I have compiled a brief and non-exhaustive list of ways in which the United States can keep from erasing history, without maintaining unattractive bronze monuments to white supremacy on municipal land. Feel free to show it to your state representatives and congresspersons. No need to thank me.
2) Coffee table books. These are different from regular books because nobody ever reads the text in these, they just leave them out for company as a conversation piece. But sometimes people leaf through the illustrations in coffee table books, and nice big quality photographs are educational in their own way.
3) Board books. These are coffee table books for infants.
4) Documentaries. I particularly like the kind where trained actors read letters from actual historic persons as brownish cursive text is superimposed over a montage of old photos. It’s kind of like reading a book, but less taxing.
5) Museums. Museums are like documentaries, only you have to leave your house and go walk in front of the displays instead of displays flashing before your eyes. Some charge admission, so remember to bring money.
6) Staged reenactments. These can be lots of fun. It’s like Comic Con only with explosions, and everyone dresses up as the same fandom. Serious men who claim not to be geeks really come alive at reenactments. It’s great.
7) Historic replica villages, with actual miniature farms and blacksmiths and such. Kind of like the Renaissance Fair, but more intense. I once went to an historic replica Civil War village in Ohio, where a bearded man in a blousey shirt was making authentic replica Ohio Union recruitment posters with an authentic replica printing press. He said that once, some Southern tourists visiting Ohio came into his shop and went ballistic. The Southern man literally foamed at the mouth with anger. The Southern woman shouted “They killed our boys!” and had to be escorted from the shop. These people are an example of what happens when you get all your history lessons from Confederate statues.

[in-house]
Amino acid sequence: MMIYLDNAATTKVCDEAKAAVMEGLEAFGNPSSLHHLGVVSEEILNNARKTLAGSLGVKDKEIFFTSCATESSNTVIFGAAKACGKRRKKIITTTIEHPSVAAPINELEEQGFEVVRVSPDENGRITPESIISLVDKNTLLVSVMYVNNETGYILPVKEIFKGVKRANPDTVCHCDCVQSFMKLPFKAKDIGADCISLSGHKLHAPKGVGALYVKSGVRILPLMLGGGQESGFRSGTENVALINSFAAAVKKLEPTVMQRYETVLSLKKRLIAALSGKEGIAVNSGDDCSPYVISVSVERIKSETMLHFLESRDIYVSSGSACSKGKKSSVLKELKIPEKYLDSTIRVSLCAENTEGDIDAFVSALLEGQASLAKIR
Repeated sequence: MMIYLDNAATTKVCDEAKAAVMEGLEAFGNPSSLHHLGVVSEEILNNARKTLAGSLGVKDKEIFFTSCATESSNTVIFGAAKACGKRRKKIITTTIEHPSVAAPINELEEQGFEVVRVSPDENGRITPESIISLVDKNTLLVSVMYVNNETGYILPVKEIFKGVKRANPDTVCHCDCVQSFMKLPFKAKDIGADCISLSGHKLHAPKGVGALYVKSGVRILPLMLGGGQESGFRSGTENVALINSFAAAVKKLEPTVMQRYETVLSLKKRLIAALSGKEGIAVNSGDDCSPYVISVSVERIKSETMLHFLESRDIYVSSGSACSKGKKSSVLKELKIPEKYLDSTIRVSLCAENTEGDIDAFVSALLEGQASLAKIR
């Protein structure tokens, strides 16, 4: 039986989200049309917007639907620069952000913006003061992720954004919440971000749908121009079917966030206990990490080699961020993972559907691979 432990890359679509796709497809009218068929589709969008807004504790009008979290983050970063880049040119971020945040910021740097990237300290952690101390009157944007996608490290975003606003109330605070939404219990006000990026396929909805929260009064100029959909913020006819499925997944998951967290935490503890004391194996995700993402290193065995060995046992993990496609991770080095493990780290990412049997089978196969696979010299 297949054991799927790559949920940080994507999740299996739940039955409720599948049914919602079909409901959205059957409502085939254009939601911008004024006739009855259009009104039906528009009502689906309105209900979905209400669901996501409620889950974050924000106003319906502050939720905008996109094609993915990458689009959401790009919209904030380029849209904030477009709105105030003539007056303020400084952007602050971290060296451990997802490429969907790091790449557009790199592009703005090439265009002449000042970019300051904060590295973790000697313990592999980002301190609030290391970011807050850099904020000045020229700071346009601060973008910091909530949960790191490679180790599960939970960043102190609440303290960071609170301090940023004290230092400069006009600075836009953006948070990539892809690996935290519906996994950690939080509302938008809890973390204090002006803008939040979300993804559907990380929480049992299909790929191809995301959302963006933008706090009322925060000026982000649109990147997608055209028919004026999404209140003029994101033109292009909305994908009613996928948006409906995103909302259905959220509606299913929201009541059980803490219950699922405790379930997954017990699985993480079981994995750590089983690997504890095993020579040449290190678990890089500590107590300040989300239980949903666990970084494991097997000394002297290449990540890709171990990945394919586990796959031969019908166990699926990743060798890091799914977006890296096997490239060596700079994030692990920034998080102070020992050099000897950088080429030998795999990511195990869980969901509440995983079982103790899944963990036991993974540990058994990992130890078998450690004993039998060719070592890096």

8) Taking history courses at a community college.
9) Other statues– statues that preserve history more accurately. Statues of enslaved persons with scourged backs, women screaming as their infants are taken and sold, mutilations, torture. Statues of courageous Americans like Harriet Tubman who escaped slavery and then risked her life to rescue others from that horror. Statues of abolitionists and conductors on the Underground railroad. Real American heroes.
10) Video games.
You are welcome to expand the list in the comment section.
(image via Pixabay)